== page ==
The Passions of Erdoğan

Students of international relations spend much time and energy studying leaders of countries, in order to be able to understand, explain, and if possible anticipate their foreign policies. Some of these leaders, though, confound our best efforts by alternating between what seem to be careful reasoned policy and then veering wildly in the opposite direction by letting their unfiltered emotions get the best of them.

Turkish Prime Minister Recep Tayyip Erdoğan is one such leader: in particular, his insistence on using emotional and affective frameworks to structure his decision-making. And yet, at times he is capable of (or interested in) containing his emotional reactions.

His early life was suffused with religious inclinations. The story is told of his time in primary school: once when the headmaster called students to pray, Erdoğan was the only one to respond. He later enrolled in an imam-hatip (prayer-leader and preacher) school. As a good soccer player, Erdoğan was offered a position on Turkey’s top team, but only if he shaved his beard. Considered a sign of a pious Muslim, he refused to shave, forfeiting the position.

These religious inclinations and his stubbornness in meeting them remained as he moved into politics. He joined the youth branch of the Milli Nizam Partisi (National Order Party), the country’s first avowedly Islamist political party. In their 1997 book, Turkey Unveiled: Atatürk and After, Nicole and Hugh Pope note that when he became mayor of Istanbul, Erdoğan is reported to have said that “women should try first to find fulfilment in family life, and, failing that, should confine themselves to voluntary work for the party.” He is cited as asserting, in July 1996, that democracy was not a goal, but an instrument for the Islamists, implying a lack of commitment to the secular state.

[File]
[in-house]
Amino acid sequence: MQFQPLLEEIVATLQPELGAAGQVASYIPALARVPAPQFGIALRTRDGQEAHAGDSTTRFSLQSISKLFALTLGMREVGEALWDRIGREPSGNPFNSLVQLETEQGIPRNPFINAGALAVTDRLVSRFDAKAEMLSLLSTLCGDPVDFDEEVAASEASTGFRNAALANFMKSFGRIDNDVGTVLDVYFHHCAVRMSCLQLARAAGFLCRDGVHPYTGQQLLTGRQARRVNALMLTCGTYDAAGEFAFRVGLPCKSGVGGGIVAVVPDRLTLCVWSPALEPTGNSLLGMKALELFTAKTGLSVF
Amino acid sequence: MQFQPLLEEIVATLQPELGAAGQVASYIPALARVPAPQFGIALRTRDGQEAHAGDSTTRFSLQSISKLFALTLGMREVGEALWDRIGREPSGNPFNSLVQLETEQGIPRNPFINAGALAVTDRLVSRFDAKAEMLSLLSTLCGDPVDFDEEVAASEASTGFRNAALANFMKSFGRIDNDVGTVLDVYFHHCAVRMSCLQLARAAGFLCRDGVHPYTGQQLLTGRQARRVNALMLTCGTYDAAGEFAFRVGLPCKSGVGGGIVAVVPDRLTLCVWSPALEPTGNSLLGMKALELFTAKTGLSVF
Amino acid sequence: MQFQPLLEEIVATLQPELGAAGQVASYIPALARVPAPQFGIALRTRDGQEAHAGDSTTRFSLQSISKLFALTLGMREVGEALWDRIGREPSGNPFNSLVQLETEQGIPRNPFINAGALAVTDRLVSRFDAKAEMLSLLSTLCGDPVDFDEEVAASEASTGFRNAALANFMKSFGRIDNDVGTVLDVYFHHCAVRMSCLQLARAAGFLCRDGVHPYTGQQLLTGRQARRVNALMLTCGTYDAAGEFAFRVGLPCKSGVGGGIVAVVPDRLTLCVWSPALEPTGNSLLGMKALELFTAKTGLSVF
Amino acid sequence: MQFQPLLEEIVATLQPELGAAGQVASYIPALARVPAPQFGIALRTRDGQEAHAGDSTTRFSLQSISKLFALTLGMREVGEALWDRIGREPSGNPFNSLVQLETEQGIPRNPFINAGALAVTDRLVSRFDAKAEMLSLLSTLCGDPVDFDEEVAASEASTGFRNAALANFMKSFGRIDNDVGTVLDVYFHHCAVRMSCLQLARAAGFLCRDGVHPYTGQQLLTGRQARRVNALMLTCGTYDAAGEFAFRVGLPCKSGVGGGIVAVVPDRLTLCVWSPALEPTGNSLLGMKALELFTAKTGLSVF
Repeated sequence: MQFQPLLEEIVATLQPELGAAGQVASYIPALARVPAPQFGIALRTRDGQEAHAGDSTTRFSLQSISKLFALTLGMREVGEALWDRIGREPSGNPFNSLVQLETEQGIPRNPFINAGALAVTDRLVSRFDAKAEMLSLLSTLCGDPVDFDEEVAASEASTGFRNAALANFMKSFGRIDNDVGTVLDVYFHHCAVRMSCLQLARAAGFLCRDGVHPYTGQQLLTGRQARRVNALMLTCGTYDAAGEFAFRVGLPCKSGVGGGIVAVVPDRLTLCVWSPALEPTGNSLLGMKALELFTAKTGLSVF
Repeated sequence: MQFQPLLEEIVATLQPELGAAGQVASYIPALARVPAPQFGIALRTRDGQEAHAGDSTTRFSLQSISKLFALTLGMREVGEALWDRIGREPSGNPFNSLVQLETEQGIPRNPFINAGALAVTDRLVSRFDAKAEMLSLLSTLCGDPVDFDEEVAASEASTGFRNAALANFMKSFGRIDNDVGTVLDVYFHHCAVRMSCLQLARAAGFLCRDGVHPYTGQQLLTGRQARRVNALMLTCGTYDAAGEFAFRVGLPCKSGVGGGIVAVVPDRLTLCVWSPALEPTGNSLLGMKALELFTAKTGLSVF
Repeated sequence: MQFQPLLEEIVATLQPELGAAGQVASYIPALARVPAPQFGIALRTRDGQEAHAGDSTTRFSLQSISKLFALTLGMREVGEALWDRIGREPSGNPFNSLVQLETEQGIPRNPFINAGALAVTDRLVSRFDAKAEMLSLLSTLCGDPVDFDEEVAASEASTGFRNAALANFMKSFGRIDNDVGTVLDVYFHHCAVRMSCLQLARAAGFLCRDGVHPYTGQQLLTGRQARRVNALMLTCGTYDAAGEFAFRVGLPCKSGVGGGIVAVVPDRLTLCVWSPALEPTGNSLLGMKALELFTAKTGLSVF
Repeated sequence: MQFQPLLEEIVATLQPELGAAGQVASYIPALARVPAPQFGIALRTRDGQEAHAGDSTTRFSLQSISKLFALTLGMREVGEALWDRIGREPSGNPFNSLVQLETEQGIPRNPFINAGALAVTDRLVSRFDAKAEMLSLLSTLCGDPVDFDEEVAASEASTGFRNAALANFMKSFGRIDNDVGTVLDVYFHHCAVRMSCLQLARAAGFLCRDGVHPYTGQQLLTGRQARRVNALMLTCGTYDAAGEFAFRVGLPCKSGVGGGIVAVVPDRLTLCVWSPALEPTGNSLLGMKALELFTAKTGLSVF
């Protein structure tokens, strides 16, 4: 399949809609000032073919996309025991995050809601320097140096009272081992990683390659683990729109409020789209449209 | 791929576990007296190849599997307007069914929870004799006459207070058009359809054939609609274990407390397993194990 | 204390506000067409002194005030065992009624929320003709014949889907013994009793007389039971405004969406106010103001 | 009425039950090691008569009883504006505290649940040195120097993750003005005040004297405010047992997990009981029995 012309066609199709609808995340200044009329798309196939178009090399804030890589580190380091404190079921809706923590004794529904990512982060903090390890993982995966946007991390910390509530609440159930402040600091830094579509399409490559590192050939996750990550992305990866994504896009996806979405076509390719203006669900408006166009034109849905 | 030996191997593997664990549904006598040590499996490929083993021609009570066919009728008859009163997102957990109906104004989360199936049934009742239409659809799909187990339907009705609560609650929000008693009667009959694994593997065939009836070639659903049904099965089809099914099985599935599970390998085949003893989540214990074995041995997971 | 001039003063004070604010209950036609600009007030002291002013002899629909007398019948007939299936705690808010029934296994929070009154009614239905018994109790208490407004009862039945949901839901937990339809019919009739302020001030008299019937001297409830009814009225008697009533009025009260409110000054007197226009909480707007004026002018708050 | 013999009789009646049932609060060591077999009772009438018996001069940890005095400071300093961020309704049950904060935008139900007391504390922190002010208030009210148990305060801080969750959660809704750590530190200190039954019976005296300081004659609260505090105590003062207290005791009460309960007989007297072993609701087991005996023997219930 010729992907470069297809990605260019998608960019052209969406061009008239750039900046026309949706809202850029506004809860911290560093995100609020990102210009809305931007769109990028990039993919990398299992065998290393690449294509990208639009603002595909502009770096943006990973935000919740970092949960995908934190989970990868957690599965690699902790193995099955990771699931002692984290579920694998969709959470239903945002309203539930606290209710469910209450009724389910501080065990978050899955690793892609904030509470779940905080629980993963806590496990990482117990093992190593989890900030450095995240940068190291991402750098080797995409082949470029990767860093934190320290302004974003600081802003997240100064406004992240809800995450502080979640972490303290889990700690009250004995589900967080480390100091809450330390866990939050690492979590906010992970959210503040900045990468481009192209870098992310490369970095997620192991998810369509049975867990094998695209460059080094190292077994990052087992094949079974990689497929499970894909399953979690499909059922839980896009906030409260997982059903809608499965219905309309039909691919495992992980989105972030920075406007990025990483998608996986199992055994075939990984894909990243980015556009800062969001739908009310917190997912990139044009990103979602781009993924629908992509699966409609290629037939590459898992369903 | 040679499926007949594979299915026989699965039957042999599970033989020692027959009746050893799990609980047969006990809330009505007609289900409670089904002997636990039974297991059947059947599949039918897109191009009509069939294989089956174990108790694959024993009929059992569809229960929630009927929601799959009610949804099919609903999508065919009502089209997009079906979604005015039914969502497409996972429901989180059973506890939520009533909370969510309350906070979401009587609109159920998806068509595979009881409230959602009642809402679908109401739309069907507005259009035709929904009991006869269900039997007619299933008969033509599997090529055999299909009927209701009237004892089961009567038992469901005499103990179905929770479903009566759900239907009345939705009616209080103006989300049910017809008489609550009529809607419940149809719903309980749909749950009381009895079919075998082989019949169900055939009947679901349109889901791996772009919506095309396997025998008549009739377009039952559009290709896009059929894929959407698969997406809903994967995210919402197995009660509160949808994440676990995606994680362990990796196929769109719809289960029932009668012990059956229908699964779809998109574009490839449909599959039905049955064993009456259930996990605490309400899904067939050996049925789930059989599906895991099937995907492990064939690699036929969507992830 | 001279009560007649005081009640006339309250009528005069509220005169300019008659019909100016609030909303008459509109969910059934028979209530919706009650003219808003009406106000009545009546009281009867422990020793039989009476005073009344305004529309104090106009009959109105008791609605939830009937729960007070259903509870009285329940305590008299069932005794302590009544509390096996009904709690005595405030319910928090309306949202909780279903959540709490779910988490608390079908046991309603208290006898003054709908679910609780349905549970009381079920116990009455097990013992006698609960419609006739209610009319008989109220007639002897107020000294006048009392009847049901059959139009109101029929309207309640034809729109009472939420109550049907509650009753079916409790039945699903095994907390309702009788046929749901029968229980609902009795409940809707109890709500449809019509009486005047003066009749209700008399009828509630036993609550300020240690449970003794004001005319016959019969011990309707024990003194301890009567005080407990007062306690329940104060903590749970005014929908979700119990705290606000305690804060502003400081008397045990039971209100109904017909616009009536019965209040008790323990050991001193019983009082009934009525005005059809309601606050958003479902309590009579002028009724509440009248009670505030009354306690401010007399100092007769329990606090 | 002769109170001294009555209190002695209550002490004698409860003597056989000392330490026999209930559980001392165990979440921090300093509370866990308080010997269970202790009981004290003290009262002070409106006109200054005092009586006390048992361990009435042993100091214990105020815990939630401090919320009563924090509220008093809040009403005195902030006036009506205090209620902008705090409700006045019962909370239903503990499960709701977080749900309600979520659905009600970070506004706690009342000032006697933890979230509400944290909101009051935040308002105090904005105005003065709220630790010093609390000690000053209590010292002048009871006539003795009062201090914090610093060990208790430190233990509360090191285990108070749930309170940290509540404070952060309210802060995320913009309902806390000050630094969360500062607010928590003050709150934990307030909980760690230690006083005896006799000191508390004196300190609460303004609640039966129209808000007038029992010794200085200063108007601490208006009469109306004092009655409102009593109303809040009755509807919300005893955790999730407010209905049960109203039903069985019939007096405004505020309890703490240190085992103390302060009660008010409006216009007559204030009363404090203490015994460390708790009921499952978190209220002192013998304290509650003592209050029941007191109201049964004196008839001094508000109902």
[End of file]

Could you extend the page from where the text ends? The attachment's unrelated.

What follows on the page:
He might, then, have been expected to follow Turkey’s first Islamist Prime Minister, Necmettin Erbakan, in adopting a rigid and confrontational policy based on his affective attachment to Islam both in the domestic public sphere and in Turkey’s foreign policy. But Erdoğan proved far more flexible and adaptable: he learned from the confrontation Erbakan created with the Kemalist state, which led to Erbakan’s ouster and a crackdown on Islamists throughout the country.

When he came to power in 2002, Erdoğan repeatedly and publicly proclaimed his loyalty to the secular state, the constitution, and Ataturk’s legacy, and declared his wish to avoid confrontations with the military. He was largely successful.

It is clear, then, that Erdoğan can control his passions when he wants to. But there are times when he seems unable to: when his emotional reactions get the better of him, and suffuse his public rhetoric on foreign affairs and infuse his specific foreign policies.